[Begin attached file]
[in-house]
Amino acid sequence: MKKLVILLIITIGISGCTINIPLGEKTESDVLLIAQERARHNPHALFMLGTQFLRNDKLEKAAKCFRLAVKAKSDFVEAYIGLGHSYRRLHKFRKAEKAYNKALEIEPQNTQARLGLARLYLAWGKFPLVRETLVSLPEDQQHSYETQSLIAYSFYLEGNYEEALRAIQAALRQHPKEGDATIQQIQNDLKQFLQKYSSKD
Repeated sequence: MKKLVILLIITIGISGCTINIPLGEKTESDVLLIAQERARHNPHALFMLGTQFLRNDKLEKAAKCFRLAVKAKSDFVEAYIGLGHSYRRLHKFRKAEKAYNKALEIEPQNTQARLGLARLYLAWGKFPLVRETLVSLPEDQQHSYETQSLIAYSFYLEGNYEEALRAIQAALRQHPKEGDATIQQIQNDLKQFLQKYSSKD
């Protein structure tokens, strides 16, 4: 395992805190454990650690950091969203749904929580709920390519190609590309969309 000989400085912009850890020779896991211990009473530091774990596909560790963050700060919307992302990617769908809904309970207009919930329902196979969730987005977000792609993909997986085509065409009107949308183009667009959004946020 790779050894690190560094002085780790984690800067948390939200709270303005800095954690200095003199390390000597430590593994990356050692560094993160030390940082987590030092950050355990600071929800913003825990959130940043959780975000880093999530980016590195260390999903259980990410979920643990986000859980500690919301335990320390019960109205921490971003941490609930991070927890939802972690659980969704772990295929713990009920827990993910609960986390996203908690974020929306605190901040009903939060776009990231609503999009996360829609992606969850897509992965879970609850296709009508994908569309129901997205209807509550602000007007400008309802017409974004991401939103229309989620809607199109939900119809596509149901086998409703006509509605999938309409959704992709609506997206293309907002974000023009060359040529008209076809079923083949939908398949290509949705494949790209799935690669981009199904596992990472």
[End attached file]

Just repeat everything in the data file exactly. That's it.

[in-house]
Amino acid sequence: MKKLVILLIITIGISGCTINIPLGEKTESDVLLIAQERARHNPHALFMLGTQFLRNDKLEKAAKCFRLAVKAKSDFVEAYIGLGHSYRRLHKFRKAEKAYNKALEIEPQNTQARLGLARLYLAWGKFPLVRETLVSLPEDQQHSYETQSLIAYSFYLEGNYEEALRAIQAALRQHPKEGDATIQQIQNDLKQFLQKYSSKD
Repeated sequence: MKKLVILLIITIGISGCTINIPLGEKTESDVLLIAQERARHNPHALFMLGTQFLRNDKLEKAAKCFRLAVKAKSDFVEAYIGLGHSYRRLHKFRKAEKAYNKALEIEPQNTQARLGLARLYLAWGKFPLVRETLVSLPEDQQHSYETQSLIAYSFYLEGNYEEALRAIQAALRQHPKEGDATIQQIQNDLKQFLQKYSSKD
């Protein structure tokens, strides 16, 4: 395992805190454990650690950091969203749904929580709920390519190609590309969309 000989400085912009850890020779896991211990009473530091774990596909560790963050700060919307992302990617769908809904309970207009919930329902196979969730987005977000792609993909997986085509065409009107949308183009667009959004946020 790779050894690190560094002085780790984690800067948390939200709270303005800095954690200095003199390390000597430590593994990356050692560094993160030390940082987590030092950050355990600071929800913003825990959130940043959780975000880093999530980016590195260390999903259980990410979920643990986000859980500690919301335990320390019960109205921490971003941490609930991070927890939802972690659980969704772990295929713990009920827990993910609960986390996203908690974020929306605190901040009903939060776009990231609503999009996360829609992606969850897509992965879970609850296709009508994908569309129901997205209807509550602000007007400008309802017409974004991401939103229309989620809607199109939900119809596509149901086998409703006509509605999938309409959704992709609506997206293309907002974000023009060359040529008209076809079923083949939908398949290509949705494949790209799935690669981009199904596992990472």